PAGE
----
Chap012 - Chapter 12 Chapter Entering Foreign Markets...

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Chapter 12 Chapter 12 Entering Foreign Markets
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12-2 Introduction Question: How can firms enter foreign markets? Firms can enter foreign markets through exporting licensing or franchising to host country firms a joint venture with a host country firm a wholly owned subsidiary in the host country to serve that market The advantages and disadvantages of each entry mode is determined by transport costs and trade barriers political and economic risks firm strategy
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12-3 Basic Entry Decisions Question: What are the basic entry decisions for firms expanding internationally? A firm expanding internationally must decide which markets to enter when to enter them and on what scale how to enter them (the choice of entry mode)
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12-4 Which Foreign Markets? Firms need to assess the long run profit potential of each market The most favorable markets are politically stable developed and developing nations with free market systems, low inflation, and low private sector debt The less desirable markets are politically unstable developing nations with mixed or command economies, or developing nations where speculative financial bubbles have led to excess borrowing Success firms usually offer products that have not been widely available in the market and that satisfy an unmet need
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12-5 Timing of Entry After a firm identifies which market to enter, it must determine the timing of entry Entry is early when an international business enters a foreign market before other foreign firms Entry is late when a firm enters after other international businesses have already established themselves in the market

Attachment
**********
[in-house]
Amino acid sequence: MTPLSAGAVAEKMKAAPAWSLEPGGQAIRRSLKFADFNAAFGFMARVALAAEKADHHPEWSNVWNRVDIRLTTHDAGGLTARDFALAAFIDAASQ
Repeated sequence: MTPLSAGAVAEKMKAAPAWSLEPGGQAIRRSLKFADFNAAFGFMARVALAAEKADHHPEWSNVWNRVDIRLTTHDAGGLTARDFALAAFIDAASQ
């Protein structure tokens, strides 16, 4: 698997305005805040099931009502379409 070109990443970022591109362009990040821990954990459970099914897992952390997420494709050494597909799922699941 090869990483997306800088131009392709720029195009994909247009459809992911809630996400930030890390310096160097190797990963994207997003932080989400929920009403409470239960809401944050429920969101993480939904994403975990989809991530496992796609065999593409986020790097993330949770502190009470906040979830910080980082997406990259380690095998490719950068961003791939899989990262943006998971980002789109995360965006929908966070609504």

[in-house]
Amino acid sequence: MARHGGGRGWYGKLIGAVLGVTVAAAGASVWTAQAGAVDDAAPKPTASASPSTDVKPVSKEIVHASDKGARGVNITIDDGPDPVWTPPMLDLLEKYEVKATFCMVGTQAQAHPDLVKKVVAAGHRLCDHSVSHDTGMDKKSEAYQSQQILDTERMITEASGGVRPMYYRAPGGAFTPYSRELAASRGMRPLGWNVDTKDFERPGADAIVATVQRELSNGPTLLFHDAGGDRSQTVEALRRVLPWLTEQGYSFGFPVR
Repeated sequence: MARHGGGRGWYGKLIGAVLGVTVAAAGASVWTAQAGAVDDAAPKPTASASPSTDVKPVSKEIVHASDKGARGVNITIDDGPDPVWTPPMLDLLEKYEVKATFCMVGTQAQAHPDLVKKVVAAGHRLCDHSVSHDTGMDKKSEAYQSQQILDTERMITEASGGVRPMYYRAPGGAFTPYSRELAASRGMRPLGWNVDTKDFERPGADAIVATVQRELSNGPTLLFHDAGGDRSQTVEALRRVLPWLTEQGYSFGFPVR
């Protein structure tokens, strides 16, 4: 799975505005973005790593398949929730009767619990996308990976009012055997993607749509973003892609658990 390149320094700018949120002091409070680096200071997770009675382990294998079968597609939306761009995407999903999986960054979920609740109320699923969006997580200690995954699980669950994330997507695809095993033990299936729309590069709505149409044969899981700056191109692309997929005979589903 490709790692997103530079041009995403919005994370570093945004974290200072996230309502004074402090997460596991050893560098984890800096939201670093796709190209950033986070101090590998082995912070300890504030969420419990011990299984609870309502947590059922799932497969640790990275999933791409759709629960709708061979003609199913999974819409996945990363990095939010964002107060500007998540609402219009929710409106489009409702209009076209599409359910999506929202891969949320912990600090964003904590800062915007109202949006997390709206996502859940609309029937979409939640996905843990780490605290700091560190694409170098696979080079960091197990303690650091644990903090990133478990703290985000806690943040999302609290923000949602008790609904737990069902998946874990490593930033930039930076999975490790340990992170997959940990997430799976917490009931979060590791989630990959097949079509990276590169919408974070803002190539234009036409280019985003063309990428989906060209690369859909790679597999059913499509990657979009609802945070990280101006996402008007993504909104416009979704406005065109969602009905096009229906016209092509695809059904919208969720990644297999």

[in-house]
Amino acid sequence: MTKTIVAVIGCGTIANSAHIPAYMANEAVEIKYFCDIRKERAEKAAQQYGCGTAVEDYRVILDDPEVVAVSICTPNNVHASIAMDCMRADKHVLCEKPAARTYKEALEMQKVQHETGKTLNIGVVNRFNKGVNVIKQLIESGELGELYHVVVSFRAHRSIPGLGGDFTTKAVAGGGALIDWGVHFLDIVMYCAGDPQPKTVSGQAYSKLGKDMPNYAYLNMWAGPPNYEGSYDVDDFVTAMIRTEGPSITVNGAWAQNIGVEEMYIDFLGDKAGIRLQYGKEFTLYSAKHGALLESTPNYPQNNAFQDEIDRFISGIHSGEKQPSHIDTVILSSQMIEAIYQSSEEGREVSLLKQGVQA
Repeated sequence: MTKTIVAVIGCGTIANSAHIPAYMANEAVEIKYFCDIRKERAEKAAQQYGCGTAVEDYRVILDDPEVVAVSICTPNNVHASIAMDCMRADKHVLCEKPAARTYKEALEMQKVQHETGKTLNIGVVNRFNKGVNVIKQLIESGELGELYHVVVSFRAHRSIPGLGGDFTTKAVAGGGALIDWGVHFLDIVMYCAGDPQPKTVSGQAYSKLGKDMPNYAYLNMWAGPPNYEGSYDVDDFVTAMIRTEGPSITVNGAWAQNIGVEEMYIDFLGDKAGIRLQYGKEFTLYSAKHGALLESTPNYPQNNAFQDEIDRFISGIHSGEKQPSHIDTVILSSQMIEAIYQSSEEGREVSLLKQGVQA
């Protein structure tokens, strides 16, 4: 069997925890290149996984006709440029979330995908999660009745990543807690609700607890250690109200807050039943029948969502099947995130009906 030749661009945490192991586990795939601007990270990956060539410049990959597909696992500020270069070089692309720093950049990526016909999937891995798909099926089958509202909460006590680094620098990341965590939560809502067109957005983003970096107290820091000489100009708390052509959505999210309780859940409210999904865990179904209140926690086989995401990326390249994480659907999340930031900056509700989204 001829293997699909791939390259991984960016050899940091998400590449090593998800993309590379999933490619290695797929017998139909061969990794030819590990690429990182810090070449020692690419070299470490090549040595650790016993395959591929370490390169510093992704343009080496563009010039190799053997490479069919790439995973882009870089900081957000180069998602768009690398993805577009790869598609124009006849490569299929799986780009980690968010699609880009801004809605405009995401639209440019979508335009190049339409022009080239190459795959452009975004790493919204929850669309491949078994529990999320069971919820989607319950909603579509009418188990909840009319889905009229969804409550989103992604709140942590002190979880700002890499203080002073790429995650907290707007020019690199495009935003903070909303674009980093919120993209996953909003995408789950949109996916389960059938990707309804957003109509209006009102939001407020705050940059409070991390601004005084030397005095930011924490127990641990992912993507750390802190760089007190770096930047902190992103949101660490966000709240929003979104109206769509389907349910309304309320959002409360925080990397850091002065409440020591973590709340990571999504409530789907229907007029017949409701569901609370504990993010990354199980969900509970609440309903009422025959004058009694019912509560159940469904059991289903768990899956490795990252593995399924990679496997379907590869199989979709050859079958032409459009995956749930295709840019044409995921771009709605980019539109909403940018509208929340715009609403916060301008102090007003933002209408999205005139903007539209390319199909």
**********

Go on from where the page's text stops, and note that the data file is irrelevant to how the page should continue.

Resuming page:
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12-6 Timing of Entry Firms entering a market early can gain first mover advantages including the ability to pre-empt rivals and capture demand by establishing a strong brand name the ability to build up sales volume in that country and ride down the experience curve ahead of rivals and gain a cost advantage over later entrants the ability to create switching costs that tie customers into their products or services making it difficult for later entrants to win business
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12-7 Timing of Entry First mover disadvantages are the disadvantages associated with entering a foreign market before other international businesses These may result in pioneering costs (costs that an early entrant has to bear that a later entrant can avoid) such as the costs of business failure if the firm, due to its ignorance of the foreign environment, makes some major mistakes the costs of promoting and establishing a product offering, including the cost of educating the customers
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12-8 Scale of Entry and Strategic Commitments Firms that enter foreign markets on a significant scale make a major strategic commitment that changes the competitive playing field This involves decisions that have a long term impact and are difficult to reverse Small-scale entry can be attractive because it
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This note was uploaded on 04/23/2011 for the course ECON 103 taught by Professor Econ during the Spring '11 term at Universitas Katolik Parahyangan.

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Chap012 - Chapter 12 Chapter Entering Foreign Markets...

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